By MOS Finance Group – Hetangyuese_JZ
Imagine you are in North Korea and you see a classroom full of children pledging their allegiance and loyalty to their supreme ruler, Kim Jung Un. You may think that is pretty weird and think it is part of some propaganda and manipulation scheme to get children to start pledging their loyalty to the top leader of their country at a young age, which is considered as a form of patriotism in totalitarian countries. However, a similar phenomenon happens in America also, although it is not practiced to show their loyalty to any top leader. For 12 years, at the beginning of the school day, almost every kid in the US states the pledge of allegiance while holding their right hand to their heart and facing the flag. This is a form of propaganda we just do not realize, we do not see this as weird but we see it as weird when we see citizens of another country do something similar. Propaganda can be everywhere in someone’s everyday life in addition to those in advertisements and news. Propaganda plays an important part in our everyday lives and it takes different forms. The book, “1984”, by George Orwell, portrays a great example of what a dystopian, totalitarian government can do with propaganda.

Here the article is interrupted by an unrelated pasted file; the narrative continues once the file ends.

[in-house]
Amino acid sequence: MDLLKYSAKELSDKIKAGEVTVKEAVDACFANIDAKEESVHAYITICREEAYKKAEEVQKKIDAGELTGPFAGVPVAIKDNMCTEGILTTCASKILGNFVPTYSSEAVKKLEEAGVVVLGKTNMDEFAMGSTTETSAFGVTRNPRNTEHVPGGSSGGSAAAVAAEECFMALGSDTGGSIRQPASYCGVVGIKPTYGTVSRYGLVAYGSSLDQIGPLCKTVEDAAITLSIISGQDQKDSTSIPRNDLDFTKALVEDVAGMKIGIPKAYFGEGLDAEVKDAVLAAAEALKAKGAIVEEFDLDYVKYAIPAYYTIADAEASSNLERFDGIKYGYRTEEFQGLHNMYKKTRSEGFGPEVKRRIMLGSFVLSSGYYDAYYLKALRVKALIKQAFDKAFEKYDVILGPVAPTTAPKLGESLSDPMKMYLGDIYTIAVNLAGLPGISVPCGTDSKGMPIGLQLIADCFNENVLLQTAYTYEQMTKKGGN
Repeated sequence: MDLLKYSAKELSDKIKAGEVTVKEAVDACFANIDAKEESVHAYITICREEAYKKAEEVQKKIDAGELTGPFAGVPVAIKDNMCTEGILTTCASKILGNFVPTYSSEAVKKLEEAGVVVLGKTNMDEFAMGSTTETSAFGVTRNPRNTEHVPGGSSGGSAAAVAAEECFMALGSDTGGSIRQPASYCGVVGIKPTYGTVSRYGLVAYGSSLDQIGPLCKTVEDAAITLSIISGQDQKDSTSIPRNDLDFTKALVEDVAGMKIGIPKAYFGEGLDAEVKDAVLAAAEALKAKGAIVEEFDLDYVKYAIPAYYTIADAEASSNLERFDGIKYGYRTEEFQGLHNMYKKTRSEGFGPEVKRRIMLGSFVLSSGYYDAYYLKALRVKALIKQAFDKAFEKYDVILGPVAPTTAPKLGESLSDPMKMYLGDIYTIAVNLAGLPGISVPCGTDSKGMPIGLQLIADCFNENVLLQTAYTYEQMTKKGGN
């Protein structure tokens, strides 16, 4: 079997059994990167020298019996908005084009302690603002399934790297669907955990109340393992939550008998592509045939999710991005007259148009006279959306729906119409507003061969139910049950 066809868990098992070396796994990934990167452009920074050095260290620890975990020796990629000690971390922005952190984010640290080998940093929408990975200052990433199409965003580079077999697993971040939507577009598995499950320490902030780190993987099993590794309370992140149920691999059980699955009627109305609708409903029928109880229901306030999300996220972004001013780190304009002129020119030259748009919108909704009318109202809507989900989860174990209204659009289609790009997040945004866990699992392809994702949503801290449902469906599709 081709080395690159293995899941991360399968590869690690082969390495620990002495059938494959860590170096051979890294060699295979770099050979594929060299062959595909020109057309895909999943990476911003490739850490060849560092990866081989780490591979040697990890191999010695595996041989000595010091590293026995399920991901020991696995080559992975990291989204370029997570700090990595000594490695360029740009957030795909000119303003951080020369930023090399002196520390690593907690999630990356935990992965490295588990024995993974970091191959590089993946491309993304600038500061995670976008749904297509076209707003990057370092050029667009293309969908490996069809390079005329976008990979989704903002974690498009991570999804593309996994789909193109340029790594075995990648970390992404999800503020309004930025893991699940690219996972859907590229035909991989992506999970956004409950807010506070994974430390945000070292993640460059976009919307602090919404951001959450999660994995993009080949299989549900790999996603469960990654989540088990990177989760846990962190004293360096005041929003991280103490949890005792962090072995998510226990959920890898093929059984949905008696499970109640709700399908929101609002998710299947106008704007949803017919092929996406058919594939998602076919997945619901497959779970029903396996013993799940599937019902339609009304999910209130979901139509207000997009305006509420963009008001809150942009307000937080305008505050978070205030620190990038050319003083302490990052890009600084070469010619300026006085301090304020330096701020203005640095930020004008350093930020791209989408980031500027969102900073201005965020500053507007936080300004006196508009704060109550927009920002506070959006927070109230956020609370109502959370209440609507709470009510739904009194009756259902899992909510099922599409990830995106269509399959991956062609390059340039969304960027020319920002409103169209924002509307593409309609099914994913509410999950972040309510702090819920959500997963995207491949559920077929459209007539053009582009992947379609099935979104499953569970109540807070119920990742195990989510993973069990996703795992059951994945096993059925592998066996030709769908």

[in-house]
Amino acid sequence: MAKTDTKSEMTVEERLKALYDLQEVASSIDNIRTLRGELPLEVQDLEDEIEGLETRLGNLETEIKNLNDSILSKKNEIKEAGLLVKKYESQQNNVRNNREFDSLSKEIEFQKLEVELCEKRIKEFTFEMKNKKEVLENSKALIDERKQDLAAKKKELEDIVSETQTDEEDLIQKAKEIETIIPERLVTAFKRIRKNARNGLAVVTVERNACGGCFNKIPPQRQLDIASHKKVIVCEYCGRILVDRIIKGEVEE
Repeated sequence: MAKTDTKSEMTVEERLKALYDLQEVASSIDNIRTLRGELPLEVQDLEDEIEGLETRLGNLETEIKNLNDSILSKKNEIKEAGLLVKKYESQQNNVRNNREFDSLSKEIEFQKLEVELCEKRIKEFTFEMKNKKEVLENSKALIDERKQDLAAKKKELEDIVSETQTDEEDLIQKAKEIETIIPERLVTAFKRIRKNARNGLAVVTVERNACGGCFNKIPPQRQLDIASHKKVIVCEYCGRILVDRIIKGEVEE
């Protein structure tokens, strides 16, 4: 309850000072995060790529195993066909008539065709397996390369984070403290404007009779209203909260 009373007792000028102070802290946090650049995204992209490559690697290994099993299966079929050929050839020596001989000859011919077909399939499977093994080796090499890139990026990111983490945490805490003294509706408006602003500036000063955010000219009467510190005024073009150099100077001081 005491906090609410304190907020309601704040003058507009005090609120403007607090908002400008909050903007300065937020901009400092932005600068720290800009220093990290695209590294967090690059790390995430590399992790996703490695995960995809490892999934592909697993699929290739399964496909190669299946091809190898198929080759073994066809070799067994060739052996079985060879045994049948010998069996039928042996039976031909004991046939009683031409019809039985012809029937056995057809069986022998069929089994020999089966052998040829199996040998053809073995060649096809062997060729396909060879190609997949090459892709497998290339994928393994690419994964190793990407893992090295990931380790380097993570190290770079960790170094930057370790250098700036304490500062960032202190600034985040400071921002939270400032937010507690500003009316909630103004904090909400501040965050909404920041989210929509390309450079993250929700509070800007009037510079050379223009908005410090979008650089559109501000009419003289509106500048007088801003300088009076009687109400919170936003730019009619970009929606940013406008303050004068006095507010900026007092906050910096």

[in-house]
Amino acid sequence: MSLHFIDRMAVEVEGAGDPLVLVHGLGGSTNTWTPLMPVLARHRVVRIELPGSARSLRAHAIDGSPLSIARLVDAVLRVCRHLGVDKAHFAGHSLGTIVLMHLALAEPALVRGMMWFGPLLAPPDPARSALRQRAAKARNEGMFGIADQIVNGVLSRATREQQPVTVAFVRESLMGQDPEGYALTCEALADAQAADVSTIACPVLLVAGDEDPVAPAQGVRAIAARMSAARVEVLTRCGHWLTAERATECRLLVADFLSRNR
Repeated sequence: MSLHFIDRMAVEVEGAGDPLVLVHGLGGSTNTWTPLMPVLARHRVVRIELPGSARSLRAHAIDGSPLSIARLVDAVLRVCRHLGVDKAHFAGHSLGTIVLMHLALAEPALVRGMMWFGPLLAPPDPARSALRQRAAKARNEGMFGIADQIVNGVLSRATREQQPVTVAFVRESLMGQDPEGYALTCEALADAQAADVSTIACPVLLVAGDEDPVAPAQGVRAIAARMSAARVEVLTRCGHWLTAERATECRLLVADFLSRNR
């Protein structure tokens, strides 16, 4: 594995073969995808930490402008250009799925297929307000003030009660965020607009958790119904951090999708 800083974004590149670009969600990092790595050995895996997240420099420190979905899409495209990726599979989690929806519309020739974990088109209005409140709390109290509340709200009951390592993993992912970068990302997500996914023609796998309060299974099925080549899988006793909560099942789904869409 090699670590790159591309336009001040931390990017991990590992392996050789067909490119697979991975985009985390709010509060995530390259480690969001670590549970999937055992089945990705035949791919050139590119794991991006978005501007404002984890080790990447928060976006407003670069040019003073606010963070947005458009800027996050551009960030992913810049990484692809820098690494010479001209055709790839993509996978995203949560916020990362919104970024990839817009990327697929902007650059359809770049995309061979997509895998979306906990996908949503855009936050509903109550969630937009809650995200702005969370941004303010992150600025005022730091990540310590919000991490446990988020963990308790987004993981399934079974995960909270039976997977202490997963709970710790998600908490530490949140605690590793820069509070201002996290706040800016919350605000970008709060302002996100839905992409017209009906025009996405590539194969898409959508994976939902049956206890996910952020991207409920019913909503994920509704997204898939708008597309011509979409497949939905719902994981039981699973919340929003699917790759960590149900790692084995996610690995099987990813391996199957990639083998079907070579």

Although propaganda can take different forms, there are some common features. Propaganda conveys ideas quickly and to a broad number of people, and hits the target audience’s general populace. It also makes use of simple messages, like “No new taxes”. They will also reiterate the message over and over again so it becomes a non-conscious thought in the back of your head. Propaganda targets emotions, often striking at strong feelings like love or fear of losing a loved one. It can also be associated with well-known symbols such as a peace sign or the communist hammer and sickle. In his book “Mein Kampf,” Hitler concluded that successful propaganda appeals “to the public’s emotions rather than their ability to reason,” relies on “stereotyped formulas,” which are replicated over and over to drive concepts into the citizen’s minds, and uses simplistic “love or hate, right or wrong” formulations to attack the enemy while making intentionally biased and one-sided” statements (Kakutani, New York Times).